Eddie Pennington: |
fingers 'n' thumbs
A new world opened up to Eddie Pennington when Mose Rager threw his door wide and invited him in.
Pennington, then in his teens and hankering to play some real guitar, met a fellow who said Rager lived over in Drakesboro, Muhlenberg County, Ky. And Rager, well, he was one of the masters, and Pennington simply had to meet him.
It was quite a distance to travel from his home in Nortonville, Hopkins County -- "It was a long way, like 21 miles. For a country boy who'd never been anywhere, that was pretty far," he recalls -- but Pennington convinced his family to make the trip.
"I started knocking on doors, 'til I got directions to his place," Pennington says.
"When he opened the door, I asked if he could point me to Mose Rager. He said, 'You're looking at what's left of him.' Then he said, 'Boy, you a box picker?' I said, 'Yes sir, I am.' And he told me to bring my family and come inside."
And Pennington's life was never the same again.
"He opened the whole world of thumbpicking to me when he opened up that door and let me in his house," he says.
"I've seen better players, but he made a guitar come alive. I could almost see it breathe," Pennington adds. "I knew right then he had hooked my heart. The rest of my life, I was going to try to sound like he did."
He and his son, Alonzo, will share their talents Sunday at an afternoon workshop and evening concert at the Unitarian Universalist Church in York, Pa. Both events are sponsored by the Susquehanna Folk Music Society.
Pennington, now 55 and a National Heritage Fellowship recipient, is considered one of the world's top thumbpicking guitarists. Thumbpicking is a style of playing distinguished by using the thumb to create a rhythm accompaniment on the guitar's bass strings while using fingers to play the melody on the higher-pitched strings.
Music was always a family tradition in the Pennington home, he says. But, although his parents, siblings and grandparents all had their talents, nothing clicked for Pennington until an afternoon when he was 8 years old and playing hide-and-seek with a friend.
"I hid in a neighbor's smokehouse, and there was an old guitar hanging in there," he says. "I asked my friend if his daddy would sell it to me. His daddy said I could have it. I ran all the way home with it in my hands." It was in terrible shape, Pennington remembers. But his father took that guitar apart and rebuilt it. By age 9, Pennington was learning chords.
"I got to where I could play rhythm while my dad played the fiddle," he says. "Then when I was 11, I started taking lessons from a fellow. He was really a great Chet Atkins-type player, and I learned to read music from him."
That teacher inspired Pennington to use a thumbpick, he says, which led him onto the path previously trod by the likes of Merle Travis, Chet Atkins and, of course, old Mose.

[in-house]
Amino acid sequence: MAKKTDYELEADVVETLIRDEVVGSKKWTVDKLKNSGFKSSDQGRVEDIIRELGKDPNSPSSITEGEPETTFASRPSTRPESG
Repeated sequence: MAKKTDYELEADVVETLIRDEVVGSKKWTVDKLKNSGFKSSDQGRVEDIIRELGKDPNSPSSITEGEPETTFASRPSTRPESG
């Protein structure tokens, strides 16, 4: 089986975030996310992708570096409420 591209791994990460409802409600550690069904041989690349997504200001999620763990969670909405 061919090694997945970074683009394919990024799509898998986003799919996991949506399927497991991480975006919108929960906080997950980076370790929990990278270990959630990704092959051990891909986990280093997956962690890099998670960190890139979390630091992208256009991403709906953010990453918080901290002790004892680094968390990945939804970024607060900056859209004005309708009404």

Pennington now is counted among their number as one of thumbpicking's finest players. But he balks at the label. "If anything I've been lucky to hang around with some great players," he says. "I'm not modest, I'm just honest. I've got a lot of room to improve."
Music wasn't always his career goal, Pennington notes. He was pre-med in college, then switched over to the mortuary business, which kept him occupied for the next 18 years. "The pay wasn't rewarding and the hours were terrible," he says. "It was a hard, depressing job. I worked 18 years in that profession until I was done with it. I got out, and I had the music."
He was named National Thumbpicking Champion in 1986 and 1987, which solidified his reputation.
Now, he tours sometimes with his son, who has his own way with a guitar.
"We don't play all the time together. This is a special deal," Pennington says. "It's a treat when we get to go out together. We hope this is a nice trip, and the weather's good."
Alonzo, now 31, started playing the fiddle when he was 6, Pennington says. It was about that time he learned a few chords on the guitar. "He never did let me give him lessons," Pennington says with a hearty chuckle. "He asked me some things sometimes. But if ever there was a kid who was around guitar players, it was him."
The boy was a sponge growing up, his father insists, and he absorbed a great deal of skill that is largely self-taught.
"I might hold my own with him in thumbpicking, but he can play every style," he says. "That's one of the greatest things there is, to see your gift passed on."
Pennington is still trying to pass it on to anyone who loves the craft. "I've tried to keep it alive. Everyone is playing more modern styles. The old thumbpicking stuff is dropping by the wayside," Pennington says.
"If I could give someone half of the feeling that Mose Rager gave me that day, they'd have enough to go on searching for the rest of their life. That's what I'd like to do."
19 November 2011